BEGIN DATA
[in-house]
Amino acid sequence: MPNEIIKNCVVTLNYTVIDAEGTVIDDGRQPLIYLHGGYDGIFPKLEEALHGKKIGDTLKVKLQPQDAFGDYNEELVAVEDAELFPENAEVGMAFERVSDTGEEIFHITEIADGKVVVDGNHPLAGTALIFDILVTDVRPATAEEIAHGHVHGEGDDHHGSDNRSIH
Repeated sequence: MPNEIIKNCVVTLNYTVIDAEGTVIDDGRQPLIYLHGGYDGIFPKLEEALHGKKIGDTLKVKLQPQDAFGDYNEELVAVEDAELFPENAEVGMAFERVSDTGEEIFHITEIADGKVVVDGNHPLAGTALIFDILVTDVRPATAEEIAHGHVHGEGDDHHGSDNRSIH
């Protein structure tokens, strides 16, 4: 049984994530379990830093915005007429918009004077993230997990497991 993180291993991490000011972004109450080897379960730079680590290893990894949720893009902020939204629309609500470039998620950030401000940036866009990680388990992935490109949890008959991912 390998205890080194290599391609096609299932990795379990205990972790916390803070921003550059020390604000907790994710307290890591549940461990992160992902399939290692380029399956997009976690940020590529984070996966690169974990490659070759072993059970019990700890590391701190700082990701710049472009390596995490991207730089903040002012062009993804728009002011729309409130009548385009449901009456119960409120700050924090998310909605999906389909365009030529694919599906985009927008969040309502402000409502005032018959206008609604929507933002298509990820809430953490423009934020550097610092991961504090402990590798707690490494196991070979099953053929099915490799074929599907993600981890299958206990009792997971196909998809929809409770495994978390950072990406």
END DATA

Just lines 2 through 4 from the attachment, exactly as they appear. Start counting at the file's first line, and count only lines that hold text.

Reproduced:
Amino acid sequence: MPNEIIKNCVVTLNYTVIDAEGTVIDDGRQPLIYLHGGYDGIFPKLEEALHGKKIGDTLKVKLQPQDAFGDYNEELVAVEDAELFPENAEVGMAFERVSDTGEEIFHITEIADGKVVVDGNHPLAGTALIFDILVTDVRPATAEEIAHGHVHGEGDDHHGSDNRSIH
Repeated sequence: MPNEIIKNCVVTLNYTVIDAEGTVIDDGRQPLIYLHGGYDGIFPKLEEALHGKKIGDTLKVKLQPQDAFGDYNEELVAVEDAELFPENAEVGMAFERVSDTGEEIFHITEIADGKVVVDGNHPLAGTALIFDILVTDVRPATAEEIAHGHVHGEGDDHHGSDNRSIH
């Protein structure tokens, strides 16, 4: 049984994530379990830093915005007429918009004077993230997990497991 993180291993991490000011972004109450080897379960730079680590290893990894949720893009902020939204629309609500470039998620950030401000940036866009990680388990992935490109949890008959991912 390998205890080194290599391609096609299932990795379990205990972790916390803070921003550059020390604000907790994710307290890591549940461990992160992902399939290692380029399956997009976690940020590529984070996966690169974990490659070759072993059970019990700890590391701190700082990701710049472009390596995490991207730089903040002012062009993804728009002011729309409130009548385009449901009456119960409120700050924090998310909605999906389909365009030529694919599906985009927008969040309502402000409502005032018959206008609604929507933002298509990820809430953490423009934020550097610092991961504090402990590798707690490494196991070979099953053929099915490799074929599907993600981890299958206990009792997971196909998809929809409770495994978390950072990406």